History of the County Infirmary

The history of the County Infirmary dates from April 1858, when the first vote was taken to build a home for the unfortunate poor people of the county.  The proposition was defeated by a large majority.  However a few years later, the county commissioners took steps toward purchasing a convenient location for a so-called "Poor Farm".  The first site selected was 160 acres of land about 2 1/2 miles northeast of Kenton, owned by John Parkinson.  The farm was purchased, but nothing was done toward improving it, nor was it ever occupied for the purpose intended.  In the fall of 1868, B.R. Brunson and David Snodgrass, two of the county commissioners, concluded that the Parkinson Farm was not a suitable place for an infirmary,  and against the protest of Samuel Wood, the other member of the Board, voted to change the location.  They selected a site west of Kenton on the Lima Road.  The present county home farm was purchased for $5,000.00 An infirmary was erected on this site and was opened for inmates on January 5, 1871.  The auditor's report for the year of 1869 stated that the farm and buildings cost $46,000.00.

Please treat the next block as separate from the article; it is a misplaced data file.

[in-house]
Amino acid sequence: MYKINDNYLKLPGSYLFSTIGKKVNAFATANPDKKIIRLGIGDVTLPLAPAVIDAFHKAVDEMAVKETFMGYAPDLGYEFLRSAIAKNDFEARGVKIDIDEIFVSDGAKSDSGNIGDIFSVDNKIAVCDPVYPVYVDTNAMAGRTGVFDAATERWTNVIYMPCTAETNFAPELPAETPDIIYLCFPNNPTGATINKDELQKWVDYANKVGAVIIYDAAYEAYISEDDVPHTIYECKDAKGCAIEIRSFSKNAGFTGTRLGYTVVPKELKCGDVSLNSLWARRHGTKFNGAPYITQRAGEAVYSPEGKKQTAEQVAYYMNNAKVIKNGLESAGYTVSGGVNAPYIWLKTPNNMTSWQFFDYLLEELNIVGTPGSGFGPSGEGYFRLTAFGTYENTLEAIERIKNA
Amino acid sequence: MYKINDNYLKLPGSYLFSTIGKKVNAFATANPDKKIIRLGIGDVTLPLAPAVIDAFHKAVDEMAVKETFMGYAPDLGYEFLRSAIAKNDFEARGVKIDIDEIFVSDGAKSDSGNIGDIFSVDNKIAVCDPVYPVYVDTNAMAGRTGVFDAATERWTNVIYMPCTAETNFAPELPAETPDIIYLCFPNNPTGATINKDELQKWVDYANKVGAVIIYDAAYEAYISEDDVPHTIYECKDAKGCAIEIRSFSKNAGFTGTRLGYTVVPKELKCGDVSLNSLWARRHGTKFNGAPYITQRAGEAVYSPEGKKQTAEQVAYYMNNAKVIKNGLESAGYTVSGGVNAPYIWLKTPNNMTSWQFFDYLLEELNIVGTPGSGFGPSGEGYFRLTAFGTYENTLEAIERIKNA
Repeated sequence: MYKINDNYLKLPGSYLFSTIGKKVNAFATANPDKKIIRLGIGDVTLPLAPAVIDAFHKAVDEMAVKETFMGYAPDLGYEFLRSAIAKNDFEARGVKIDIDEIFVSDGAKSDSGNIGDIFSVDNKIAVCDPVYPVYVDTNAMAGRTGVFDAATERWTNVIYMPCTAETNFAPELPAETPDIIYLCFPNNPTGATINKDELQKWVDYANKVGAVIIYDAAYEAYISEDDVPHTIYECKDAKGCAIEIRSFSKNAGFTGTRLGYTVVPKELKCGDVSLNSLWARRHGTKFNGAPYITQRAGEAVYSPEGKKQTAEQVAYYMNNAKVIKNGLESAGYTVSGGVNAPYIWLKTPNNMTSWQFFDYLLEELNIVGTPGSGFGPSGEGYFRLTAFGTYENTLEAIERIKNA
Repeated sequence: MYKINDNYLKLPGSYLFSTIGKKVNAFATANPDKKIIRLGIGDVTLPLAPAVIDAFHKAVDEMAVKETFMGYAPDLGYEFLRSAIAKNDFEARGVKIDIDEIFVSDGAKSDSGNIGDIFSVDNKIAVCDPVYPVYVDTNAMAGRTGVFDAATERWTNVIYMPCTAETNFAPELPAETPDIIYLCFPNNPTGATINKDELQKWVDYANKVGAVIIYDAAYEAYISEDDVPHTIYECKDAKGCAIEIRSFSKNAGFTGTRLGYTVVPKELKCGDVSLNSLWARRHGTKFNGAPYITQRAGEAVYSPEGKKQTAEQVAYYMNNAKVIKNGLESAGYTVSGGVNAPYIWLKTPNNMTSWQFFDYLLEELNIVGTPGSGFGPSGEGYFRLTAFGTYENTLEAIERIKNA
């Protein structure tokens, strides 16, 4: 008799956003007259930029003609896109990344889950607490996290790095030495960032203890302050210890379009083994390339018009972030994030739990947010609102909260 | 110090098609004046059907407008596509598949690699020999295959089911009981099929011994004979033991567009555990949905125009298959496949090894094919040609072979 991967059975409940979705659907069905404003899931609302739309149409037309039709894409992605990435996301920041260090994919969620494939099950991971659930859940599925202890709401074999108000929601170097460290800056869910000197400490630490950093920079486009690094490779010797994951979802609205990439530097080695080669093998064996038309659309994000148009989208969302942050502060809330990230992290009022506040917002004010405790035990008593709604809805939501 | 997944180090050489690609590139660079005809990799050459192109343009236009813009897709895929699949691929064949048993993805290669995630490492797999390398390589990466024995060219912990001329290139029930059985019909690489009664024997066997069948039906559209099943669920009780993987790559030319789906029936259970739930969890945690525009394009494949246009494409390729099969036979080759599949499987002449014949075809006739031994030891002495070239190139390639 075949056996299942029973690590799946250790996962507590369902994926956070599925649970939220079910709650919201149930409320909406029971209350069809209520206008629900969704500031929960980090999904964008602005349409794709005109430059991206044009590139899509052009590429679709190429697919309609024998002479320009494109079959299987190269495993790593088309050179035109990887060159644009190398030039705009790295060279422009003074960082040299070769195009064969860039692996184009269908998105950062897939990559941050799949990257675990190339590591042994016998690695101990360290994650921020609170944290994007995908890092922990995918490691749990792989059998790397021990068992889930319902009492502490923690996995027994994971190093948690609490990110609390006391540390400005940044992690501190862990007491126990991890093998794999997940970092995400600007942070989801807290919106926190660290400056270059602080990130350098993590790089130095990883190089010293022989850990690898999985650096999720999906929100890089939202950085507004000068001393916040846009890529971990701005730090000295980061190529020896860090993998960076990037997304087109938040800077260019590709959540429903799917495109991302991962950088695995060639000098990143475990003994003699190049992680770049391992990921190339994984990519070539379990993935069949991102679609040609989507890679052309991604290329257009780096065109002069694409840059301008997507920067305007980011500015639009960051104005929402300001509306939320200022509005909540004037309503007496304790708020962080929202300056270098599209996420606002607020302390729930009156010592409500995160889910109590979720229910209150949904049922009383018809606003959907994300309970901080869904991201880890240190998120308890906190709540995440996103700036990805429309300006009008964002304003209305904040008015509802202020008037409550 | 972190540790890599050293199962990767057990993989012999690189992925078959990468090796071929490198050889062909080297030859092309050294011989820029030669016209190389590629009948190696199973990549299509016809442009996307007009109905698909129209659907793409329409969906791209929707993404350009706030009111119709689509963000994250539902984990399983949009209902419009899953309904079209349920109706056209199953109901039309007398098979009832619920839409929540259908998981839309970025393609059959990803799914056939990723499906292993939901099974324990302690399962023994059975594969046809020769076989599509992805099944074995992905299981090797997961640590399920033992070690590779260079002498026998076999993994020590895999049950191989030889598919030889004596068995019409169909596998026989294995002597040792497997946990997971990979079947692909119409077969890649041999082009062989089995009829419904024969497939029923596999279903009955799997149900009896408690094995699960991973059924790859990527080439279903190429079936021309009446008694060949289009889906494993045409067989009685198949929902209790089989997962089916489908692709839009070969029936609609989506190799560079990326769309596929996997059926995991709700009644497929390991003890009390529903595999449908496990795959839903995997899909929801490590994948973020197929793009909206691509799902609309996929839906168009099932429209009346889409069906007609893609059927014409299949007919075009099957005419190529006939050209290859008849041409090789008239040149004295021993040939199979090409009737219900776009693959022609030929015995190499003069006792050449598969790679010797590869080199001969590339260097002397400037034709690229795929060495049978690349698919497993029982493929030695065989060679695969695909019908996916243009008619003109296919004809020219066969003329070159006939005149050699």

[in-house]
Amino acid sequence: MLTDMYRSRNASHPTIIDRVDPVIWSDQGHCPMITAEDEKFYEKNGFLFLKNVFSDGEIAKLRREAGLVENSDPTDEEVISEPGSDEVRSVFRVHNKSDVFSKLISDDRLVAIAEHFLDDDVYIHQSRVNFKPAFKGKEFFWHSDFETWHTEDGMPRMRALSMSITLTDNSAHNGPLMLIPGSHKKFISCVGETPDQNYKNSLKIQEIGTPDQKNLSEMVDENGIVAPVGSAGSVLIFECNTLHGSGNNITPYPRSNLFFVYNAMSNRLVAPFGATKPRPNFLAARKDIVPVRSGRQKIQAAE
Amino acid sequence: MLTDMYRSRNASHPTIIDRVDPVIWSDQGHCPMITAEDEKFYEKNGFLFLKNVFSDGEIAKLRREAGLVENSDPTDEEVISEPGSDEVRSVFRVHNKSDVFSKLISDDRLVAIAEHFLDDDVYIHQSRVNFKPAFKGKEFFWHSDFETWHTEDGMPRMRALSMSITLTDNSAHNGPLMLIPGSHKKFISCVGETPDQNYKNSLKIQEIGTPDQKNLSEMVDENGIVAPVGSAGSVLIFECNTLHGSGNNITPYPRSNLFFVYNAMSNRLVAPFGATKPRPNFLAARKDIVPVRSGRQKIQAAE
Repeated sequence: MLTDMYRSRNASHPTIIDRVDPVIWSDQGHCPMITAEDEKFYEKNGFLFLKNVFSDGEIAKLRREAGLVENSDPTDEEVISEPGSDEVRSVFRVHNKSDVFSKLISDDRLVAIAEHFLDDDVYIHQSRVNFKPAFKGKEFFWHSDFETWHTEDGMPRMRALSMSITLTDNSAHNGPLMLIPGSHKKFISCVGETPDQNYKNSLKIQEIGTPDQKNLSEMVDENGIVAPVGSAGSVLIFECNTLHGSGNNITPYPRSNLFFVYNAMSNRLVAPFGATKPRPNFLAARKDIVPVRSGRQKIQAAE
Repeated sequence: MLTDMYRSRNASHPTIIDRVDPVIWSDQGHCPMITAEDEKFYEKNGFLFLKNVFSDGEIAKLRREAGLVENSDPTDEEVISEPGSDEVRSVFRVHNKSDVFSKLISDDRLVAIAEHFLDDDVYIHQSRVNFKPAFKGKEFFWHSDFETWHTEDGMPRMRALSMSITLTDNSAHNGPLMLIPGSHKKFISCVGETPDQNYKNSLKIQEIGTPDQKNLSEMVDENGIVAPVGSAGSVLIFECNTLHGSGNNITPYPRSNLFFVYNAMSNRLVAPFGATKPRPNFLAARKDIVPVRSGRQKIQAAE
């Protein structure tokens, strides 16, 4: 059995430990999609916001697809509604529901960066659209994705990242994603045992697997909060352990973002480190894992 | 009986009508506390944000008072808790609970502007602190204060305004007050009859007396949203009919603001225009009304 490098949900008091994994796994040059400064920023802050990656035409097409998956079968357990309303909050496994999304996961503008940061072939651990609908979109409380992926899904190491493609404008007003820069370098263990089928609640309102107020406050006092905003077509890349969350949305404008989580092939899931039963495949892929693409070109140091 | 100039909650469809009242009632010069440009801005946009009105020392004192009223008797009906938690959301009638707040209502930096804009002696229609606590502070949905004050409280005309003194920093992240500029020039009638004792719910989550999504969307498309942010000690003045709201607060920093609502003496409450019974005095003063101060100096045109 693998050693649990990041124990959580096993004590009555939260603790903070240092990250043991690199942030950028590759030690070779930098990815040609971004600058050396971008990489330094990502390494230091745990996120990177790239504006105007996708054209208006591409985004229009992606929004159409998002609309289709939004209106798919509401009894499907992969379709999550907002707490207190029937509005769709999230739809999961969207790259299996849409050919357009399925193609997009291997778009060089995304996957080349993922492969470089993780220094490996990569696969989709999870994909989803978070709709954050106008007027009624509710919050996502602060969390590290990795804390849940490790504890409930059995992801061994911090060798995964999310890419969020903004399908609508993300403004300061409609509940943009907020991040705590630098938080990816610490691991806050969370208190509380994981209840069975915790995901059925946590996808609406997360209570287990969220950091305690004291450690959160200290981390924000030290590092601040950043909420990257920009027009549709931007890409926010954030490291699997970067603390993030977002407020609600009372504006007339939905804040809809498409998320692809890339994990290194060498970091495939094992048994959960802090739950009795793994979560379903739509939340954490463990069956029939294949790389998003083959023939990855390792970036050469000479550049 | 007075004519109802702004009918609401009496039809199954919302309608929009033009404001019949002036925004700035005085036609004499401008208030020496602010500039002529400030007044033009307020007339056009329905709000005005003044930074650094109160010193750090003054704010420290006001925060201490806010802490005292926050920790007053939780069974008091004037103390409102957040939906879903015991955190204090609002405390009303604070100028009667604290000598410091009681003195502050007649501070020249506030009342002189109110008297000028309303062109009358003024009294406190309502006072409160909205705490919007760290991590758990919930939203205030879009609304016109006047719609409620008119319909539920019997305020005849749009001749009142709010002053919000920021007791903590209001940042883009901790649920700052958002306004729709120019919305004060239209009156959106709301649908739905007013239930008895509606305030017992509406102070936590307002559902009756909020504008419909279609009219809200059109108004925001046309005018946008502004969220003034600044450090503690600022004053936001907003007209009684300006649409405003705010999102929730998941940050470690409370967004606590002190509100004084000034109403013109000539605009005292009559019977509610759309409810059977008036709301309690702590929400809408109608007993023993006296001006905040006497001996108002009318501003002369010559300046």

The present county home was voted on by the voters at the November 1953 general election for a bond issue of $600,000.00 to run for 20 years.  The bond issue passed by a vote of 5,112 to 3,461.  The present county home was ready for occupancy in 1957. Hardin County Home was built in 1955, with quite a bit of remodeling done between 1976-1977.  More remodeling was done in 2000.  The Board of Education moved into the lower level and all residents were moved to the upper level.  Then in 2002 the chapel was transformed into 2 new suites with restrooms and the front entrance received a face lift.  The Home must operate according to ODH rules, regulations and nursing home laws.  It is subject to an annual state survey.  Nursing Assistants employed must be state-approved with the Ohio Department of Health Long Term Care Nurseaide program.  Hardin County Home is independent of the County General Fund.  We are self-supporting through medicaid, medicare and private pay residents.  In 1997 the name was changed from Hardin County Home to Hardin Hills Health Center to keep up with the times and to forget the old ways of the poor farm.  We are now considered a Long Term Care Facility.

 

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